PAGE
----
On the Secretion of Saliva, Chiefly on the Secretion of Salts in It

J. N. Langley, H. M. Fletcher
1889 Philosophical Transactions of the Royal Society of London. Biological Sciences  
P revious Observations. The earliest observations on variations in percentage of salts in saliva with which we are acquainted, are those of Ludwig and B echer,* in 1851. They analysed successive portions of saliva, obtained under different conditions, from the submaxillary gland of the Dog. Three experiments were made on the effect of protracted secretion ; in two of these the percentage of salts sank in the successive portions of saliva, but in the remaining one, the third and fourth samples
more » ... saliva contained a rather higher percentage of salts than the second and first samples. The total amount of saliva collected in this case was 48*5 grm. Three experiments were made in the following m anner:-Saliva was collected, then blood withdrawn from the animal, water injected in the place of the blood, and saliva again collected ; in two of these experiments the defibrinated blood was re-injected, and a further portion of saliva obtained. In all these cases the percentage of salts in the saliva sank during secretion. Lastly, in one experiment fourteen samples of saliva were obtained, in all 177 grm .; and twice during the course of the experiment 150 grm. of a 7'33 per cent, solution of sodium chloride were injected. After the first injection there was a rise in the percentage of salts in the saliva ; after the second injection there was a fall in the percentage of salts below th at of the first sample. A few only of the samples of saliva were analysed. These observations showed th at during secretion the percentage of salts falls in most, but not in all, cases; and they indicated that the percentage of salts depends upon the condition of the gland with regard to fatigue. H eidenhain t placed the m atter on a different basis. He analysed successive small quantities of saliva, secreted at different rates, and found that, up to a certain limit, * Ludwig and at the percentage of salts in saliva does not always increase with an increase in the rate of secretion. But the only analyses given were of parotid saliva in the Dog, obtained first by stim ulating the sympathetic, and then by injecting pilocarpin. For an account of the recent observations of Novi, cf. p. 150. Unless otherwise mentioned the following 'procedure teas adopted in each of the Experiments. Morphia in 5 per cent, solution was injected sub-cutaneously; in half to three-quarters of an hour, when severe pinching of the skin produced no movement, the animal was given chloroform. A threeway tube was tied in the trachea, one limb of the tube being connected at intervals with a bottle con taining a m ixture of chloroform and ether. The lingual nerve was ligatured and cut peripherally of the point where it gives off the chorda ty m p an i; lifting this up, the central end of the lingual nerve and then the chordo-lingual were isolated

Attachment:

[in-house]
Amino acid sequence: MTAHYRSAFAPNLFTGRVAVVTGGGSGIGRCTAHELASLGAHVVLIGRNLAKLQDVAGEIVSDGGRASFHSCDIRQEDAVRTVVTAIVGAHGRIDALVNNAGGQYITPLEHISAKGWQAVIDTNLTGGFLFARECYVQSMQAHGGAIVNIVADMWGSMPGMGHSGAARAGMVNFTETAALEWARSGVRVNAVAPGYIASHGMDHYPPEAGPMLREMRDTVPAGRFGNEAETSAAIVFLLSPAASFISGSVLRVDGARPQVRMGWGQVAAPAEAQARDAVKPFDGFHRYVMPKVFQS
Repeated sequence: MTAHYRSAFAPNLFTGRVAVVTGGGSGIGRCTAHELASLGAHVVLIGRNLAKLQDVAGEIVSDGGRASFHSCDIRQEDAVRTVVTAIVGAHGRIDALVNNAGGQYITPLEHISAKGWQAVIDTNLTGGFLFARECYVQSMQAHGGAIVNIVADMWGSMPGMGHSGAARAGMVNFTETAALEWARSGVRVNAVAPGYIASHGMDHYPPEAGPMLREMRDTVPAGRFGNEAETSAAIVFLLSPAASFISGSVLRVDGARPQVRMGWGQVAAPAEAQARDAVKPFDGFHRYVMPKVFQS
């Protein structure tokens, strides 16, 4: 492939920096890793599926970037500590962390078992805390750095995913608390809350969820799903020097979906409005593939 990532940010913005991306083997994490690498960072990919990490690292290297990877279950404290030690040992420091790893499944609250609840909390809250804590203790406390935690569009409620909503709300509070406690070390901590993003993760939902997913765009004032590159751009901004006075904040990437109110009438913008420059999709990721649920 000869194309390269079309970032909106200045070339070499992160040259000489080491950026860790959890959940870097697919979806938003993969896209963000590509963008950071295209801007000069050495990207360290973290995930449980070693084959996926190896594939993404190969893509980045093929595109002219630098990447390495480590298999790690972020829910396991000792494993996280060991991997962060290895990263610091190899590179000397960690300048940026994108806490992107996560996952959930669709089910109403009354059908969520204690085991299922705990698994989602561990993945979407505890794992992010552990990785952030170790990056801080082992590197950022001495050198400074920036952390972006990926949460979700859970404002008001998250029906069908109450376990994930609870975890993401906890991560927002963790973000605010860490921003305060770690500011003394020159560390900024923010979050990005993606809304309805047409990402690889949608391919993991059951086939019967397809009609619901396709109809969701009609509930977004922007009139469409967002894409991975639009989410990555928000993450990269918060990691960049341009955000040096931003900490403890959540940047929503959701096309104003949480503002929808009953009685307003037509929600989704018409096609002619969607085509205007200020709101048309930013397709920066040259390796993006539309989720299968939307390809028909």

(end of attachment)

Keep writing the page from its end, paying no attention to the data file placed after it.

doi:10.1098/rstb.1889.0002 fatcat:js65vole6zgjtbn4egwkgtvfja